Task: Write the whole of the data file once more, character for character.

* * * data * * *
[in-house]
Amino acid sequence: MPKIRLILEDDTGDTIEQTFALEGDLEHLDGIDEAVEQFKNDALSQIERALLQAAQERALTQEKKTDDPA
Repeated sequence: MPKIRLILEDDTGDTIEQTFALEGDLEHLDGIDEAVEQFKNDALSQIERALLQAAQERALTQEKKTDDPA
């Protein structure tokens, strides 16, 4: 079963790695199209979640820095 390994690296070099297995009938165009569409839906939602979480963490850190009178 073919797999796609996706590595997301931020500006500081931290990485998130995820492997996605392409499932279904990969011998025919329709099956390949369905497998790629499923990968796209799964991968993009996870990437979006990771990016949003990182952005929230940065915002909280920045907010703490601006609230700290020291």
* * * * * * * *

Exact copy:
[in-house]
Amino acid sequence: MPKIRLILEDDTGDTIEQTFALEGDLEHLDGIDEAVEQFKNDALSQIERALLQAAQERALTQEKKTDDPA
Repeated sequence: MPKIRLILEDDTGDTIEQTFALEGDLEHLDGIDEAVEQFKNDALSQIERALLQAAQERALTQEKKTDDPA
């Protein structure tokens, strides 16, 4: 079963790695199209979640820095 390994690296070099297995009938165009569409839906939602979480963490850190009178 073919797999796609996706590595997301931020500006500081931290990485998130995820492997996605392409499932279904990969011998025919329709099956390949369905497998790629499923990968796209799964991968993009996870990437979006990771990016949003990182952005929230940065915002909280920045907010703490601006609230700290020291």